“The Internet [...] is a series of YouTubes.”
“It's OURS now!”
YouTube is a non-pornographic rip-off of the popular "porn" site Xtube, which broadcasts similar, but porn free, videos, and not "ourselves" as the site's slogan promises. Founded in February 2005 by three employees of Playboy, the service mutilates Adobe Flash technology in such a way that it displays video and, more often than not, stupidity. The site claims to have a wide variety of content, including conspiracy theories, copyrighted material, video game videos, hacking tutorials, anime remixes of music videos, cover songs and fake celebrity sightings, annoying whiny emo kid bloggers, histrionic internet celebrities and parodies that suck. Despite the overall crappiness of the average YouTube video and sheer amount of cat videos, YouTube is well-known by critics of cinema for being home to some of the best cinematic creations ever, such as pirated clips from good movies and documentaries that are not shown on television (also known as the anti-YouTube).
As mentioned before, YouTube was founded on February 14, 2005 by three employees of PayPal, who were probably in cahoots with Osama Bin Laden to create a site that would act as a forum for Taliban members to showcase anti-American videos and terrorist propaganda. However, Osama's disappearance, coupled with the posting of footage of a Basque separatist being hit in the groin with a football, led to a revolution in how the site was used. Osama's original idea for the site is now used on Pornotube.
“They said I couldn't witness the death of Hussein...then I met YouTube.”
The first video posted on YouTube that wasn't a clip from Family Guy or of someone's pathetic dancing was Birth of a Nation, which was posted on November 30, 2005. This clip featured innovations such as deep focus, the jump-cut, and facial close-ups, all of which had previously been lacking from YouTube's original creations. On the other hand, this clip was criticized for being horribly racist, although many critics note that this was the prevailing attitude of the times. This was hugely influential on subsequent videos for its technical innovations, if not for its racism (although it did foreshadow the Censored Eleven and the Michael Richards race rant.) Meanwhile, literally tens of people were joining the YouTube.com online extravaganza. These users quickly got to work mimicing others and proving that they had absolutely no life.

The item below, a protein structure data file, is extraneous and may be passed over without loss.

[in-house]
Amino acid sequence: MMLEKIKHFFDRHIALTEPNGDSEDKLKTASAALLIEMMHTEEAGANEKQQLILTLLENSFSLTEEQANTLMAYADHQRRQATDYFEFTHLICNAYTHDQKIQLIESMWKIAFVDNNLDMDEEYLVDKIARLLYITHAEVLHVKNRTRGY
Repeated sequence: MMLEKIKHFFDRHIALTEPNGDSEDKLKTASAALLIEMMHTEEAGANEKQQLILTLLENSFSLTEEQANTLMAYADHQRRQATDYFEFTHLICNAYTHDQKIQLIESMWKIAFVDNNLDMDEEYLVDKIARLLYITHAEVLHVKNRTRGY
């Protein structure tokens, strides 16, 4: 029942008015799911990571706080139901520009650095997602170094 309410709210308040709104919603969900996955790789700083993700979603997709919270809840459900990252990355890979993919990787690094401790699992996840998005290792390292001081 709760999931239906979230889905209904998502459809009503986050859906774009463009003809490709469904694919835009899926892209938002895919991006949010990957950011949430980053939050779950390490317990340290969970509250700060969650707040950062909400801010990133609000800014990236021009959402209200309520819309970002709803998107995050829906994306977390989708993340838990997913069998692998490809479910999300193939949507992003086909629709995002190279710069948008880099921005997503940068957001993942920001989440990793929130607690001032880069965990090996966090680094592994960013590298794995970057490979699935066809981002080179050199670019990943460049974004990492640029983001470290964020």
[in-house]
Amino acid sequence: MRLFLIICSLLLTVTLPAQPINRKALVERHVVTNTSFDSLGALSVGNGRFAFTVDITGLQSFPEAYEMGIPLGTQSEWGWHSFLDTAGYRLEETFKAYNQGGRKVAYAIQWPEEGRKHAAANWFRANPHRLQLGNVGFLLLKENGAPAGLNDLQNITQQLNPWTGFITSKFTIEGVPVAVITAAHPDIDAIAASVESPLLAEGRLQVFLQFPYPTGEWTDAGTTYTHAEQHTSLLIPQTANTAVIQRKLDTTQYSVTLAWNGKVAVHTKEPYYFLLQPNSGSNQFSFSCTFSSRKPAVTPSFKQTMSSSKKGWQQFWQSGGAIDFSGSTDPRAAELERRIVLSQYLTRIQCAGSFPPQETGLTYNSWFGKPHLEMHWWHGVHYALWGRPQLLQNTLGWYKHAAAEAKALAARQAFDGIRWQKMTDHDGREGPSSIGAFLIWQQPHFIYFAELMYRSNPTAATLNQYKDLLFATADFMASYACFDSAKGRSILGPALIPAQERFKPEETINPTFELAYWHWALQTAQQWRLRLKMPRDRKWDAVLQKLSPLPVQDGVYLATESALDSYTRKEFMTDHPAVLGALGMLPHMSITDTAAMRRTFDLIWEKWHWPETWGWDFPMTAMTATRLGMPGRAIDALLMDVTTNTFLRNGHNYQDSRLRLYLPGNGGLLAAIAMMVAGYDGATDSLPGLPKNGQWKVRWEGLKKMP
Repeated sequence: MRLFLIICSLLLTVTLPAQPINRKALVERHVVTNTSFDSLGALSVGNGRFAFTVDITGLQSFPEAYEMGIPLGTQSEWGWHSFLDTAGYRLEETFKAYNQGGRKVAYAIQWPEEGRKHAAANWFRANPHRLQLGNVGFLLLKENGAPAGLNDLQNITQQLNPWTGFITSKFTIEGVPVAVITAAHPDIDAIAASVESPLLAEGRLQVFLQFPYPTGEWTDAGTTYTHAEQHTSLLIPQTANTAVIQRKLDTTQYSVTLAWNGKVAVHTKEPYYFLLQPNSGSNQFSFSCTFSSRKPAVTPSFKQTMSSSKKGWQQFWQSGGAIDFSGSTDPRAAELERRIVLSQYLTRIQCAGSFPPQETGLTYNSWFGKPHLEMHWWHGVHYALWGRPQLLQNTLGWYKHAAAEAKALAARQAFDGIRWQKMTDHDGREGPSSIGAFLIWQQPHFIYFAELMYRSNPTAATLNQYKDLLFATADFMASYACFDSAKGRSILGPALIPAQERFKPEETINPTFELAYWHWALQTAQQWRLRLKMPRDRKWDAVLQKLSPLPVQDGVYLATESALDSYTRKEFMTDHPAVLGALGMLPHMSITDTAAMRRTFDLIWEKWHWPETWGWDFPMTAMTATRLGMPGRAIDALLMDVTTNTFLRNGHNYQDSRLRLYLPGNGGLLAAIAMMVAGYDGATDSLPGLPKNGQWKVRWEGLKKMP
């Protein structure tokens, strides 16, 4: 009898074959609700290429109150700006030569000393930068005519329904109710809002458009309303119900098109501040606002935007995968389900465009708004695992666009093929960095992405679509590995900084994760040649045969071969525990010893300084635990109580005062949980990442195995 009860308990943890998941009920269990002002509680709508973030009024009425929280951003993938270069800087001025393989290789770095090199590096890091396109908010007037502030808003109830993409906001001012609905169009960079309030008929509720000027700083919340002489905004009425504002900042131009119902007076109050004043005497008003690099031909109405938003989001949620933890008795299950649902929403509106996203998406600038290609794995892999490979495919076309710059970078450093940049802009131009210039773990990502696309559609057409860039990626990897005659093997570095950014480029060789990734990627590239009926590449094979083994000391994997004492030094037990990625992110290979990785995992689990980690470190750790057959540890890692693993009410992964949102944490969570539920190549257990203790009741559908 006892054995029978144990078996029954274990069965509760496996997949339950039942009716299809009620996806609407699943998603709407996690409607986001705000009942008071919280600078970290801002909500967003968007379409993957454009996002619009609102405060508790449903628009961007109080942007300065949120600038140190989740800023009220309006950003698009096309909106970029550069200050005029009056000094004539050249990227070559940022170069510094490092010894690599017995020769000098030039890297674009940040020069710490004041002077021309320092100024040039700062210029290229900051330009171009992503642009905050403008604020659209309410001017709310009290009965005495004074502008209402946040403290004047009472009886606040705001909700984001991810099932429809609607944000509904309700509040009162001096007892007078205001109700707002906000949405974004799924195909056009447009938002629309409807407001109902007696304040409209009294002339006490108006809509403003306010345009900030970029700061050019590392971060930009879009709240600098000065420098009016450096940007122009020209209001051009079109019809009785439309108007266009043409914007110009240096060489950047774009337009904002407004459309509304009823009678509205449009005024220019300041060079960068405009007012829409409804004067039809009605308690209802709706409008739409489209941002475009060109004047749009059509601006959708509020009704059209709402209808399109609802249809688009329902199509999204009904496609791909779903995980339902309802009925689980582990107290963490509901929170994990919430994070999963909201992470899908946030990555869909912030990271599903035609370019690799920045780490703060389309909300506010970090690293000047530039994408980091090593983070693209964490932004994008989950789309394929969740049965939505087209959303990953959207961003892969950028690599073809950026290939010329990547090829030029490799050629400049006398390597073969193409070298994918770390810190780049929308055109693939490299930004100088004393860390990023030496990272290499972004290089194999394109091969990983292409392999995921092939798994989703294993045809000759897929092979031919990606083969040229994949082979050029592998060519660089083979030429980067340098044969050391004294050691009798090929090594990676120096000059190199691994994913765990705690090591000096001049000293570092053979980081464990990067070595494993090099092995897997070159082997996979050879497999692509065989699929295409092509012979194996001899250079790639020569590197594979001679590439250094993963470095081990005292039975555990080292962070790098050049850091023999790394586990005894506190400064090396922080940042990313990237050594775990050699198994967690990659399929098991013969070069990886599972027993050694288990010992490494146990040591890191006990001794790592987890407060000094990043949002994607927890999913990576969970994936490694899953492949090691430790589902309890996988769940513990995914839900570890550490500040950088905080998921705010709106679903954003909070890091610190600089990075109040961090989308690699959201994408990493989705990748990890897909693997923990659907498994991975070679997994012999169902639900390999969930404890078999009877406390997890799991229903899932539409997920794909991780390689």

Despite this sudden surge of activity, YouTube began to slowly slip into unexpected bankruptcy. This was made even worse when Viacom, a premier douchebag company, attempted to sue YouTube for one billion dollars (presumably because of the crappiness of its videos). Upon discovering that YouTube was at its weakest, Google decided to buy the company for 900 euros ($1.65 billion USD). By merging YouTube and Google Video™, the damages caused by copyright violation were expected to double. Nevertheless, YouTubem under its new rule, decided to attempt to stamp out copyright, a feat achieved by no one, in the context of YouTube. Despite its video deletion rate of 7 videos per second, an astonishing 99.93% of the (roughly) trillion videos on YouTube remain unwatched, as 99.93% of those are just out-of-sync copies of rips of copies of rips. A vast majority of users choose only to watch fat kids lip synch to Eastern European pop songs. Pokemon movies are also very popular, especially self proclaimed "crappy" fan-made ones.